replaced in it.

If the stirring apparatus be now set in motion, even this large quantity
of emulsion will stiffen in at least an hour and a half. It may be
further remarked that, the outside of the kettle being black, the lid
being light-tight, and all the apertures in it being firmly closed,
nearly the whole process can be conducted by daylight, from the mixing
to the stiffening, so that it is very convenient to be able to keep the
emulsion in the same vessel during all these operations.


It is very desirable that those who do not prepare their emulsion by
boiling, but by prolonged digestion, should possess a regulator which
will keep the temperature at a given point. Such an apparatus would also
be very useful for warming the emulsion for the preparation of plates,
as then one would have no further occasion to pay attention to the
thermometer and gas stove. In the accompanying diagram a simple
contrivance is shown. The gas which feeds the stove passes through
a narrow glass tube, a b, into the wider tube, c d e, which is made
air-tight at e. This latter tube has an exit tube at f, by which the gas
is supplied to the gas stove. At e it is hermetically closed, and at its
deepest part it contains mercury, upon which a little sulphuric ether
floats in the hermetically-closed limb, e.g. Lastly, there is a minute
opening in the narrowest tube at i. The whole apparatus, or, at least,
the under part of it, is dipped into the water bath warmed by the gas
boiler. It acts thus: As the temperature rises the ethereal vapor in the
shorter limb expands and drives the mercury up the longer tube until
it closes the opening of the narrow tube, a b, and thereby impedes the
power of the stream of gas. Still, the Bunsen burner does not go out,
being always fed by the small opening, i, with sufficient gas to support
a small flame until the water bath has so far cooled as to leave the
opening at b free, when the burner again burns with a strong flame. By
removing the cork, c, from the tube the temperature of the water bath is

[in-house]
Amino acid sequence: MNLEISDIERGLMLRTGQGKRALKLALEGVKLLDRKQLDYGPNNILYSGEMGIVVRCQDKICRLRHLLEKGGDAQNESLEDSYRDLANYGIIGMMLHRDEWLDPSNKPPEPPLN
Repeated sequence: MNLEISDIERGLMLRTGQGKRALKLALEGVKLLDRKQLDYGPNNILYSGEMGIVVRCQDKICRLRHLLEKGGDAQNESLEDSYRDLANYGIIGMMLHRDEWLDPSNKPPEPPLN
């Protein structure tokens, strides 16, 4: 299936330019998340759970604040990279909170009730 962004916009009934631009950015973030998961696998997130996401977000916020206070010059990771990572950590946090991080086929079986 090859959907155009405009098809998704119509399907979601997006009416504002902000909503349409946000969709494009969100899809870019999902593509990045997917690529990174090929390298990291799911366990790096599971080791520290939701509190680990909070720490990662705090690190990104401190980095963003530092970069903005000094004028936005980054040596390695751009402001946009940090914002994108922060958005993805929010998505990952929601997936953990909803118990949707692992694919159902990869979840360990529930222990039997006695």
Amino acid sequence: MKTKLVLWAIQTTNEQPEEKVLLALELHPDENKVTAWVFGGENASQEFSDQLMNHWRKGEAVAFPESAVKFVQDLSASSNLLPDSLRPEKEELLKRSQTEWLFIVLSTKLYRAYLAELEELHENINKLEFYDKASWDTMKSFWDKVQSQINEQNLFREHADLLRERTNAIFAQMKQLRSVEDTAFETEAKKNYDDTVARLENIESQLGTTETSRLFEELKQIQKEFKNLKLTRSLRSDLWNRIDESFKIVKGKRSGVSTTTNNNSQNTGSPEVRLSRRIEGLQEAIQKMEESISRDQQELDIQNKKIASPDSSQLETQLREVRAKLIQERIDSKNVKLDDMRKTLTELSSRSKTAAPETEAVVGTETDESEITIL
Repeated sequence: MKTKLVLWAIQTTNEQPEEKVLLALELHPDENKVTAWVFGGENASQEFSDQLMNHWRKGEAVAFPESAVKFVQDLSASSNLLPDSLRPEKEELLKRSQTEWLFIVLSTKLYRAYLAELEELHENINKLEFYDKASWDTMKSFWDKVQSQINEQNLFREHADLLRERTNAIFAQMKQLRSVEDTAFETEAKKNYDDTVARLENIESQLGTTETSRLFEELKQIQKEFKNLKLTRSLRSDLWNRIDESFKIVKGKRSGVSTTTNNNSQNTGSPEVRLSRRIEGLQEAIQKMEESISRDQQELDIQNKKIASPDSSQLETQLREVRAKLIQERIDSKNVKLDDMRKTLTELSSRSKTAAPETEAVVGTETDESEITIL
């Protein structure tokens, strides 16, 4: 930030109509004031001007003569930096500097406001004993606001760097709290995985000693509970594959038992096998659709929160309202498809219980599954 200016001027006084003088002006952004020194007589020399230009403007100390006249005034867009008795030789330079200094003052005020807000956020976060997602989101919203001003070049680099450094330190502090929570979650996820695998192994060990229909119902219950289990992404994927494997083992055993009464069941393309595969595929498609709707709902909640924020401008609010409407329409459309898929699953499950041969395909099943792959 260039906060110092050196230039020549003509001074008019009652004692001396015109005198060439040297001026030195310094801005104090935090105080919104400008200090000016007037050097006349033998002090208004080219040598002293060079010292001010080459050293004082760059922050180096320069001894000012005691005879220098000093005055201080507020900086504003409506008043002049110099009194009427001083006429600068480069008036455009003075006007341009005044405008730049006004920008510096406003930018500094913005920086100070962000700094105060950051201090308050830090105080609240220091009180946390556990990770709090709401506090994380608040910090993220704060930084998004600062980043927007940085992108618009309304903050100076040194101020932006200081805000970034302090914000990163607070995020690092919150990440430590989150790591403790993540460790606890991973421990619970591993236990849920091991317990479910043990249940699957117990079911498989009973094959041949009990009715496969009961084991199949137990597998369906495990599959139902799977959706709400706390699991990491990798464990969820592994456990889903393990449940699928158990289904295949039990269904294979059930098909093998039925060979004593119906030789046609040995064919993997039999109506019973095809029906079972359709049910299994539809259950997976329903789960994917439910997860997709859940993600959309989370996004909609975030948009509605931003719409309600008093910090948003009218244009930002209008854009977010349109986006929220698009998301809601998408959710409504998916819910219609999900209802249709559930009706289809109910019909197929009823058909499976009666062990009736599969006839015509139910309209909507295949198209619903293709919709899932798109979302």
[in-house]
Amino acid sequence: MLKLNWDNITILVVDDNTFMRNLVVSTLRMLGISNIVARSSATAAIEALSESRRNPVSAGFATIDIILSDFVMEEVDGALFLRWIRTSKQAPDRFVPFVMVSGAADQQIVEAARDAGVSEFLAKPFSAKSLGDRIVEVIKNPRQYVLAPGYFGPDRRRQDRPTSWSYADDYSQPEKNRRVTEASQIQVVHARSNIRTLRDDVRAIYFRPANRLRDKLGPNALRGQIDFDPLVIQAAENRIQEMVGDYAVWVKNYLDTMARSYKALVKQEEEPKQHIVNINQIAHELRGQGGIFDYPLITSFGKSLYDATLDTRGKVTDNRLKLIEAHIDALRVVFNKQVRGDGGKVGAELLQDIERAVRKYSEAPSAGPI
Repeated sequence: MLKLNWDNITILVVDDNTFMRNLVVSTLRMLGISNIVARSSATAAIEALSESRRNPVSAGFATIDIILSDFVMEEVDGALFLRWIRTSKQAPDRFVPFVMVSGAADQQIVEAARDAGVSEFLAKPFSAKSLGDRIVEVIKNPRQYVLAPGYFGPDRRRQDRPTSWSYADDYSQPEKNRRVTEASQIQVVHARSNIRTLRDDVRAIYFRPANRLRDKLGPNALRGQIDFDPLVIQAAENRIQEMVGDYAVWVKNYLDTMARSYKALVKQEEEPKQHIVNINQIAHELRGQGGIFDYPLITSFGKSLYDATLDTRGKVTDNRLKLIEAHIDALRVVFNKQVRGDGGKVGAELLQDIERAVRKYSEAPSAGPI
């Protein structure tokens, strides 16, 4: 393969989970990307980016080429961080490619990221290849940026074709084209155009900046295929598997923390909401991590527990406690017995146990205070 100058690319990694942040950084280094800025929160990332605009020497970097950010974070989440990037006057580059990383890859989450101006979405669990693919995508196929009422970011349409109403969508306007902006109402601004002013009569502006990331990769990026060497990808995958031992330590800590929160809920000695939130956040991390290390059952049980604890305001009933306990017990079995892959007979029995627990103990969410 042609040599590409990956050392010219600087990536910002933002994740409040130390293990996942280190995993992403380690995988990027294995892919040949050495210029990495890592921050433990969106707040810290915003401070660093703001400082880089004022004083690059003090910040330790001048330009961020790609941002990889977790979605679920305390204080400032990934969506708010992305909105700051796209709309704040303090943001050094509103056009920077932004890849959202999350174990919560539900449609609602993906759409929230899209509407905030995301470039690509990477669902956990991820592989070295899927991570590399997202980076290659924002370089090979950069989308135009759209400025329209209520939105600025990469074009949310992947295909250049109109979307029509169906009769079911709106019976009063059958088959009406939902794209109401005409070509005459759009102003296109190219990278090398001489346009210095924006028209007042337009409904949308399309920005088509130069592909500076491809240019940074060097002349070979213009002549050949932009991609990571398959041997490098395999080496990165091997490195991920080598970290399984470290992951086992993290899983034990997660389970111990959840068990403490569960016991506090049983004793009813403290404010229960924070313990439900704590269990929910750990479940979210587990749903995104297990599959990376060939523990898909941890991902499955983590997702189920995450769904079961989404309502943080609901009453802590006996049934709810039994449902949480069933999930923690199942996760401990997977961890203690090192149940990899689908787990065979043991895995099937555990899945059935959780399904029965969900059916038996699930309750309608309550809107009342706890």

raised, while by pushing it in it is lowered. The apparatus never goes
wrong, and is very cheap. It was first made by Herr C. Braun, of Berlin.

[Illustration: FIG. 1.]


The apparatus hereafter described is in general use, and was invented
by Herr Paul Grundner, of Berlin. It is particularly adapted for finely
dividing large quantities of emulsion. It consists essentially of a
wooden lid, a b, fitting upon a large stone pot, to the under side of
which two strong trapezoid pieces of wood, e d and e f, are fixed, in
the under part of which semicircular incisions are cut and held together
by two leather straps, supporting a strong, easily-removable iron
transverse bar, g h. Through the center of the lid, and turned by the
crank, m, passes the axle i, which ends under the lid in the long ring,

The stiffened emulsion is then placed in the bag, o p q r, made of
fine but strong canvas, with meshes about 0.5 mm. (such as is used for
working upon with Berlin wool). The iron rod, g h, is then slipped
through the four loops at the bottom of the bag, the open end is slung
upon the ring, n, and bound tightly to it by the ribbons, r1. The loops
upon the iron bar are then pushed as close together in the middle as
possible, and the stone vessel is filled with water until o p q r is
completely covered. The crank is then turned, by which the bag is wrung,
and the emulsion squeezed through the meshes immediately into the water.
When this process is continued until the purse between n and g h feels
like a metal rod, the best part of the emulsion has been squeezed
through, and if one now take out the bag and dissolve its contents, it
will be found that the loss of emulsion is almost _nil_.

[Illustration: FIG. 2.]

It may be remarked that the whole apparatus, with the exception of the
crank, must be coated with asphalt varnish; also that the corners, r and
q, must be separated off from the purse, as shown by the dotted line, s
s s s, otherwise the emulsion would lodge there without being squeezed
through. Instead of g h a strong glass rod may be used for small
apparatus; but for large apparatus it is indispensable, as the power
that requires to be exerted would be far too great for glass.


The fundamental idea of the apparatus shown in Fig. 3 first occurred
to Herr Jos. Junk, of Berlin. In the present form all the subsequent
improvements made by Herren Carl Such, Paul Grundner, and others are
incorporated. It may be described as follows:

A tin vessel, the bottom of which sinks at e into the shape of a funnel,
rests upon strong iron feet, f f, and is covered with a lid, having a
double edge closing it light-tight. Through the center of the lid passes
the tube, g h, by which the water enters. In the interior of the vessel
upon iron hooks stands a wooden vessel saturated with paraffine, open at
the ends, and over one end of which the finest hair cloth is stretched
at o p. The water which enters the vessel runs off through the siphon.
The proceedings are as follows: Turn the granulated gelatine and the
water in which it is contained into the horsehair sieve, m n o p. Place